ROBERTS: Just to completely shoot it down and ignore it. One of the things you're already hearing is a lot of complaints about executive orders, and the Republican presidential candidates going on a lot about that yesterday as news of this gun-control agenda was rolling out. But also, the Republicans in Congress are thinking that they need to do something to show the American people what they stand for, and some of it is - could even be bipartisan - for instance, criminal justice reform. But right away, they're going to go back to their tried and trues of repealing Obamacare and cutting off funding for Planned Parenthood, send the president bills that he will veto certainly. So the two sides are nowhere near each other, and it's all just a setup for the 2016 presidential campaign.
MONTAGNE: And Mara, sticking back to gun control for a moment, what about on the campaign trail? I mean, there's already been plenty of talk about that.
LIASSON: Yes. And not surprisingly, Democrats are in favor of what the president is doing. Hillary Clinton is even taking some credit for suggesting some of these measures on the campaign trail first. Republicans, as Cokie said, are completely against these efforts of the president. They are promising that if they're elected, they will undo whatever executive actions the president takes on guns. And that's the thing to remember here - executive action is temporary. It doesn't have the permanence of legislation. So it's really a strategy born from weakness. This is all the president can do if he can't convince Congress to pass his agenda.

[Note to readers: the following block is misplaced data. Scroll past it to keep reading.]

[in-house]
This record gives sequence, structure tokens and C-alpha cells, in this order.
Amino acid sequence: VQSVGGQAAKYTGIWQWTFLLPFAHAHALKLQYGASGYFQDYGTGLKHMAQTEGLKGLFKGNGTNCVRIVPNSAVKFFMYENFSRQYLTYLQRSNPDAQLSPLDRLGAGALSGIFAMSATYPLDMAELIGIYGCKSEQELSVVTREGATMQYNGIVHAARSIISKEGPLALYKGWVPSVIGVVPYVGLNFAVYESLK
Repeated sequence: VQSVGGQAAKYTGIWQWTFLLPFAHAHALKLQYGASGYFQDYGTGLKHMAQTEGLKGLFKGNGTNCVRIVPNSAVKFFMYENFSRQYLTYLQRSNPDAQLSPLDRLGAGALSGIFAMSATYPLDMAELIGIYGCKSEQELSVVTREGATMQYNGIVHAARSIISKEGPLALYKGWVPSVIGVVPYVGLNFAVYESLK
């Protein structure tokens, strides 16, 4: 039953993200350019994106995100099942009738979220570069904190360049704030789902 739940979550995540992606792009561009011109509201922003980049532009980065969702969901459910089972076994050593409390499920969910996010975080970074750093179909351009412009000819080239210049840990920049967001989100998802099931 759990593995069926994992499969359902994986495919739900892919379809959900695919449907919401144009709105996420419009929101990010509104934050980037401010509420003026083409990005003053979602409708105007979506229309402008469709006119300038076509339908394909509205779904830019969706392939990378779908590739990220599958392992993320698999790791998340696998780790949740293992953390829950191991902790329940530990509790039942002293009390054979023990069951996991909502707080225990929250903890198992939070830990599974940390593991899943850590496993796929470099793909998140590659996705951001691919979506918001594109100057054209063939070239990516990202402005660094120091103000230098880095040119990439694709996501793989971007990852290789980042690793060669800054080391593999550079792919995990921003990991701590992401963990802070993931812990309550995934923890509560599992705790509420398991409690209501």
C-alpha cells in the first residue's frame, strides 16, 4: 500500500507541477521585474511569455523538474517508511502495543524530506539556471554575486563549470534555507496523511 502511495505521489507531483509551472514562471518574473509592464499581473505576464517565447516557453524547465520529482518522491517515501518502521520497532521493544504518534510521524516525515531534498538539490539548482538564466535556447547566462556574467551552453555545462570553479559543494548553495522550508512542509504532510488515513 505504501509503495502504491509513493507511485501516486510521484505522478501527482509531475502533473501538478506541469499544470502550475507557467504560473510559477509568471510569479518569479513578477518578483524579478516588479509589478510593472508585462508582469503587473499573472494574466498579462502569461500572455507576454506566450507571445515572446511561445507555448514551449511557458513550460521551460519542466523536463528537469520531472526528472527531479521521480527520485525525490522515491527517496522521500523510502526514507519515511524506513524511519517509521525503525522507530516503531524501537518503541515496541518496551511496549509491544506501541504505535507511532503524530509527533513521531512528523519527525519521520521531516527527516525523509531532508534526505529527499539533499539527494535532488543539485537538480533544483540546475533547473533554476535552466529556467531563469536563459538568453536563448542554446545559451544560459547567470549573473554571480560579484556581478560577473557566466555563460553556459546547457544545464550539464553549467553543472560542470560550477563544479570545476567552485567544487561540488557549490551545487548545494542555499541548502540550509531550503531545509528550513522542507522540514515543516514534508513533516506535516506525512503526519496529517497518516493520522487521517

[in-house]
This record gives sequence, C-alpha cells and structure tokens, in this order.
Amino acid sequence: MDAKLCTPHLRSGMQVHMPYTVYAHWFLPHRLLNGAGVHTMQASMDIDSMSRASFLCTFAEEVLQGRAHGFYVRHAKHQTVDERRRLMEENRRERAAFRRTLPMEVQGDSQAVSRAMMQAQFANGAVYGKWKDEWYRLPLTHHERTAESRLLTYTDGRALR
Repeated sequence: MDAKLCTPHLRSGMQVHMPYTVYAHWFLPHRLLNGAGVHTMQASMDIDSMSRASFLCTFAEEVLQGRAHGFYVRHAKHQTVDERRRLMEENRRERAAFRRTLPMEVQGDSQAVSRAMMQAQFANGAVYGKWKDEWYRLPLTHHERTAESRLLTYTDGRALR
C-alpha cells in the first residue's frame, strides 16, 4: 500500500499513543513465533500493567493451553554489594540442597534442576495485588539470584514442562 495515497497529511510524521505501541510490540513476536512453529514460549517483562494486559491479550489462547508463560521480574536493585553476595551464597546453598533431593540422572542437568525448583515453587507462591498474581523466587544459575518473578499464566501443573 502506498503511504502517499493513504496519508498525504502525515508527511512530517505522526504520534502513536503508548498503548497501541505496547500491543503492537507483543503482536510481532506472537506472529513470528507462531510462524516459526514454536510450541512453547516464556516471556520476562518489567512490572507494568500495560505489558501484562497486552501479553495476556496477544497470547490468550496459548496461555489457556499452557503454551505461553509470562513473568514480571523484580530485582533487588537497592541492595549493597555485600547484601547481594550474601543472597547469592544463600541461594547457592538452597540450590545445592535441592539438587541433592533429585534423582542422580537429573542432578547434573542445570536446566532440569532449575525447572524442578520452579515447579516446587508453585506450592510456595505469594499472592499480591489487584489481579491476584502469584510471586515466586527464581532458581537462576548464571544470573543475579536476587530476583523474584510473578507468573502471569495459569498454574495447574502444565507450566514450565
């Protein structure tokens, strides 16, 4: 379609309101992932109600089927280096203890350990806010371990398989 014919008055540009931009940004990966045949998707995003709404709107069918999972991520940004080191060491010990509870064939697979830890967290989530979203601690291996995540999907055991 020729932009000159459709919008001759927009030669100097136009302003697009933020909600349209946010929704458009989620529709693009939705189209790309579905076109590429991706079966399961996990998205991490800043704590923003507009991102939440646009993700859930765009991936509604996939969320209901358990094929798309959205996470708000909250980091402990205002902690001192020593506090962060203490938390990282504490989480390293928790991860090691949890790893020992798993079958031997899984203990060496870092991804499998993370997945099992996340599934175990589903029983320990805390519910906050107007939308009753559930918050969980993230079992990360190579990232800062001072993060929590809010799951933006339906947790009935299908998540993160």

MONTAGNE: Well, OK, everyone's watching the calendar very carefully I know now. It's 2016...
MONTAGNE: ...Weeks away from the Iowa caucuses and also the primary in New Hampshire. One of the most skilled campaigners ever - former President Bill Clinton - will be hitting the campaign trail for his wife this week. Donald Trump has already taken him on. Whoa - how is this likely to play out?